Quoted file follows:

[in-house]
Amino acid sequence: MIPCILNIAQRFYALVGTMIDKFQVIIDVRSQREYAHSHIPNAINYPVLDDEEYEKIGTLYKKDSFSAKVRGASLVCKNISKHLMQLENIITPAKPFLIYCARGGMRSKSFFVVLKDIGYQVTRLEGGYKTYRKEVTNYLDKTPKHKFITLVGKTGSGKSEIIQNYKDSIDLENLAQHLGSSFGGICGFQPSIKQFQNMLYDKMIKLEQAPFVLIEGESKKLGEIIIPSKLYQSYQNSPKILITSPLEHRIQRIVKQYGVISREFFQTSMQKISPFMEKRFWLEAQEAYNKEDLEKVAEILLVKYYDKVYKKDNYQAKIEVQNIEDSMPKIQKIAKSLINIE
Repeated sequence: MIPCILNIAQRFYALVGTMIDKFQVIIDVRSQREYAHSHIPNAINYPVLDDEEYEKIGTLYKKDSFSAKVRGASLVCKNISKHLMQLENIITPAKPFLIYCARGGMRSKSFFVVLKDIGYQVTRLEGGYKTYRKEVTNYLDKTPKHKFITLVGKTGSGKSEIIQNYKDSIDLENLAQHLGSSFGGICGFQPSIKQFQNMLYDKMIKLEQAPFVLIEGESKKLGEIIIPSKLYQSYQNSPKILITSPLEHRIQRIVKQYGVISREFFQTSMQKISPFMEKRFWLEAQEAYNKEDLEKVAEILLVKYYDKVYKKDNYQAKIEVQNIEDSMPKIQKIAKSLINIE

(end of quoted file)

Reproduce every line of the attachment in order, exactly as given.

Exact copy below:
[in-house]
Amino acid sequence: MIPCILNIAQRFYALVGTMIDKFQVIIDVRSQREYAHSHIPNAINYPVLDDEEYEKIGTLYKKDSFSAKVRGASLVCKNISKHLMQLENIITPAKPFLIYCARGGMRSKSFFVVLKDIGYQVTRLEGGYKTYRKEVTNYLDKTPKHKFITLVGKTGSGKSEIIQNYKDSIDLENLAQHLGSSFGGICGFQPSIKQFQNMLYDKMIKLEQAPFVLIEGESKKLGEIIIPSKLYQSYQNSPKILITSPLEHRIQRIVKQYGVISREFFQTSMQKISPFMEKRFWLEAQEAYNKEDLEKVAEILLVKYYDKVYKKDNYQAKIEVQNIEDSMPKIQKIAKSLINIE
Repeated sequence: MIPCILNIAQRFYALVGTMIDKFQVIIDVRSQREYAHSHIPNAINYPVLDDEEYEKIGTLYKKDSFSAKVRGASLVCKNISKHLMQLENIITPAKPFLIYCARGGMRSKSFFVVLKDIGYQVTRLEGGYKTYRKEVTNYLDKTPKHKFITLVGKTGSGKSEIIQNYKDSIDLENLAQHLGSSFGGICGFQPSIKQFQNMLYDKMIKLEQAPFVLIEGESKKLGEIIIPSKLYQSYQNSPKILITSPLEHRIQRIVKQYGVISREFFQTSMQKISPFMEKRFWLEAQEAYNKEDLEKVAEILLVKYYDKVYKKDNYQAKIEVQNIEDSMPKIQKIAKSLINIE